But the overall picture really isn’t very encouraging at all. That is most unlikely to be “fixed” by flinging more scarce public money at the industry, or more visas. And we can be pretty confident that appointing a Minister of Technology would make no difference at all. In fact, if we keep on with the economic policies with run for the last 20 years, perhaps the main role for a Minister of Technology might be to front up to Parliament to explain why transformational change still hasn’t happened, hand in hand with the then Minister of Finance explaining why no progress has yet been made – perhaps another decade on – in reversing New Zealand’s longrunning relative productivity decline.

Of course, there is something of hint that the political parties aren’t really serious in the scale of the promise. National talked of doubling “technology exports” in a decade, which is akin to an average annual growth rate of about 7 per cent. For any really serious technology success story that would be a derisorily low rate of growth. Who knows: perhaps those worldwide sales of the TIN companies will grow 7 per cent per annum over the next decade – when nominal GDP is probably forecast to grow 4-5 per cent per annum – but even if that happens, it is unlikely to be the makings of a seriously stronger New Zealand economy.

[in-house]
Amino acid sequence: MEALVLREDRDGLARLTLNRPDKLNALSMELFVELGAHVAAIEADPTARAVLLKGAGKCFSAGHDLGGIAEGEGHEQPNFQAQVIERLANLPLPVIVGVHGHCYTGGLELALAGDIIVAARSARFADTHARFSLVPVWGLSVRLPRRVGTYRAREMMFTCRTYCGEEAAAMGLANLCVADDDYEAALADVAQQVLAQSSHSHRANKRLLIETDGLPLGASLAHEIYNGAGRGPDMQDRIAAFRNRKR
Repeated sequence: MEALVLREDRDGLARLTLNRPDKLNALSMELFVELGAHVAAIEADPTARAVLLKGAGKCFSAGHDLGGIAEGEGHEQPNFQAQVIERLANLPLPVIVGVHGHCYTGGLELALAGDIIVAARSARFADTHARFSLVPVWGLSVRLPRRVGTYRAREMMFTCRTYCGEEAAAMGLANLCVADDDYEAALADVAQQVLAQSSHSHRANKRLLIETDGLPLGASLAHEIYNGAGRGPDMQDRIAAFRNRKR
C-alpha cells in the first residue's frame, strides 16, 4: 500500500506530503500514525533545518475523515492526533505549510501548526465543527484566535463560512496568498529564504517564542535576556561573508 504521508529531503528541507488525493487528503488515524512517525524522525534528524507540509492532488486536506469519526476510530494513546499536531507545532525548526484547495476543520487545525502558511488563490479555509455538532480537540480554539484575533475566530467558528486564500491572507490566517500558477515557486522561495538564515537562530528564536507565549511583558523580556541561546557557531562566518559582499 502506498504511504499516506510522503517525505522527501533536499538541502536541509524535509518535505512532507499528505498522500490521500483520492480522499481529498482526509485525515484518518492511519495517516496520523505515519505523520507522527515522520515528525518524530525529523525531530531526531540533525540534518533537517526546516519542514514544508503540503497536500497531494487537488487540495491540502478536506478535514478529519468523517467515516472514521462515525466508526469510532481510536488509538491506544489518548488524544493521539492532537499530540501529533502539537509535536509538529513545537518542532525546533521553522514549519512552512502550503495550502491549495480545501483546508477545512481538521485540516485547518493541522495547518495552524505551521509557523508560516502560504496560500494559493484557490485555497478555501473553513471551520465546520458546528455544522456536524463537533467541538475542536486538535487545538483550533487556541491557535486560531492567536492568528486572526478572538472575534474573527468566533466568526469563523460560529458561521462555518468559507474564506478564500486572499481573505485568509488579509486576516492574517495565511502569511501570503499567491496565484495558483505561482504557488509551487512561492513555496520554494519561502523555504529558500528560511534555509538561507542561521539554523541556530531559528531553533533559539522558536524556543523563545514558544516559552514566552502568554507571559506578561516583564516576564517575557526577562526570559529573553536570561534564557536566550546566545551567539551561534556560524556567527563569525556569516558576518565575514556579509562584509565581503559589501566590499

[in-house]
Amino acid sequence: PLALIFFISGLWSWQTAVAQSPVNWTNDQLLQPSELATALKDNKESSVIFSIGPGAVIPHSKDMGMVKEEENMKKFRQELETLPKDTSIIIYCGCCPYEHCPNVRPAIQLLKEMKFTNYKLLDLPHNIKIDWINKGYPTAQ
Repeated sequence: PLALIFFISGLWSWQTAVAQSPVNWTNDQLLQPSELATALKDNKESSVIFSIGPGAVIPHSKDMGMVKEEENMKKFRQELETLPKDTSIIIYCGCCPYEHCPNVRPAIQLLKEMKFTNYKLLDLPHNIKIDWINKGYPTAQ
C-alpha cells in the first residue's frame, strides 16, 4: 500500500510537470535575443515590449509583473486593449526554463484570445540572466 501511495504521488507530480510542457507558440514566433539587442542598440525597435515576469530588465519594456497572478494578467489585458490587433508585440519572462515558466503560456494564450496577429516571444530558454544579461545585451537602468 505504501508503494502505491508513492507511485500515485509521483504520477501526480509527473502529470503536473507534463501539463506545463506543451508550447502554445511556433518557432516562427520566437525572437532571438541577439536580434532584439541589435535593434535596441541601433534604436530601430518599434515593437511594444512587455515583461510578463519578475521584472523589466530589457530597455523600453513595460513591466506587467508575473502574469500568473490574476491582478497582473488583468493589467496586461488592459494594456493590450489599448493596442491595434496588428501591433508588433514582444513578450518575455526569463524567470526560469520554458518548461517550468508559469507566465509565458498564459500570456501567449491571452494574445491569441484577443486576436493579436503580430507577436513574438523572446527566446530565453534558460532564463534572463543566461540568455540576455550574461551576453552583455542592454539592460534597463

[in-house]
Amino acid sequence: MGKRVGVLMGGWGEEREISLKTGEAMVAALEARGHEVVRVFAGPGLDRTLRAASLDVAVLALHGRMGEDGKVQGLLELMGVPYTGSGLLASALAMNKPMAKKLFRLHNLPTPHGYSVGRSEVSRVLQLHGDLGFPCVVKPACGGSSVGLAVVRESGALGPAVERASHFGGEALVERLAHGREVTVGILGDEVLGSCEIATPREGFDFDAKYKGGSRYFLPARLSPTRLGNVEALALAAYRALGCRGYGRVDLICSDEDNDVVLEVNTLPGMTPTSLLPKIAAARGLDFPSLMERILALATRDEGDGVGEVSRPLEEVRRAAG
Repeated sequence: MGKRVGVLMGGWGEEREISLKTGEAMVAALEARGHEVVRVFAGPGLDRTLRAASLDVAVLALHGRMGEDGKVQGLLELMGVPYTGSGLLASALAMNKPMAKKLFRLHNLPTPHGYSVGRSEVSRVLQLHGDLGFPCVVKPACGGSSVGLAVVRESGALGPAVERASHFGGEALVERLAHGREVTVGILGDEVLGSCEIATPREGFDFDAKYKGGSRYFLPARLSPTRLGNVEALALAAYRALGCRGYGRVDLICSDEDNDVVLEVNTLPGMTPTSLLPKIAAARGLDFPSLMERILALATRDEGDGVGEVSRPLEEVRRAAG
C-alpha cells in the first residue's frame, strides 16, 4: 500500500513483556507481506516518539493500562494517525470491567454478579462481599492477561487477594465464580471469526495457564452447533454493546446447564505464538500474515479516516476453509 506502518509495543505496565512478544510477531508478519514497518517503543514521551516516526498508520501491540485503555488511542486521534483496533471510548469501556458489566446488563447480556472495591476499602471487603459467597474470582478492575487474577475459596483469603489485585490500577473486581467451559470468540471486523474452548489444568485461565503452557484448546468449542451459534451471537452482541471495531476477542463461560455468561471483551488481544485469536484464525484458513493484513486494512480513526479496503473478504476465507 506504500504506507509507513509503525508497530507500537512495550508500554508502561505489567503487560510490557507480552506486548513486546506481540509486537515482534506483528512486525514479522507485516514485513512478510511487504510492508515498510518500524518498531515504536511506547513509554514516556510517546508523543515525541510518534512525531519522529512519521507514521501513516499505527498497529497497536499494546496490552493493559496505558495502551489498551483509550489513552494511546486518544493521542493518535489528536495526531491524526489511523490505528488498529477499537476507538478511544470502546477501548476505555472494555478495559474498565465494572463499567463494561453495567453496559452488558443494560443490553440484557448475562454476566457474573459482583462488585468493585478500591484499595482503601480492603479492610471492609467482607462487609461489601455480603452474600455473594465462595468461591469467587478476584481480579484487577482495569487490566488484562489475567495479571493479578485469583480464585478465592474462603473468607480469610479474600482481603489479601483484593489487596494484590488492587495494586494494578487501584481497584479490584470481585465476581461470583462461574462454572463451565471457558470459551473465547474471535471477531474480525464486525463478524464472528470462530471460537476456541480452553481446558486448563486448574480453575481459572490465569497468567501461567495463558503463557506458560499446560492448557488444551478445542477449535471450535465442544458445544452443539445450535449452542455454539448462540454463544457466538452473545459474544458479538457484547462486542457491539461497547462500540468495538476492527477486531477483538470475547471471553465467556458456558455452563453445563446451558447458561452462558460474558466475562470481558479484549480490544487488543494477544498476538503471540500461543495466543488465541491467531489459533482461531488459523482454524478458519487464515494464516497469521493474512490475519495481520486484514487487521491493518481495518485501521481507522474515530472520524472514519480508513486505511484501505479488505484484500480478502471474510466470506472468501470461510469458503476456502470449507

5 thoughts on “Technology

  1. It’s worse than that, the policy also doubles down on the “State control of innovation” oxymoron, proposing that as Government they will set up 3 large venture capital funds (50/50 funded with the private sector).
    What a disaster this would be – the existing Government venture fund-of-funds (NZVIF, recently rebranded to NZGCP for some unknown reason but likely to have involved $$$ to implement…) has been subject to a stream of adverse comment in recent weeks in other publications from InvestmentNews to the NBR concerning: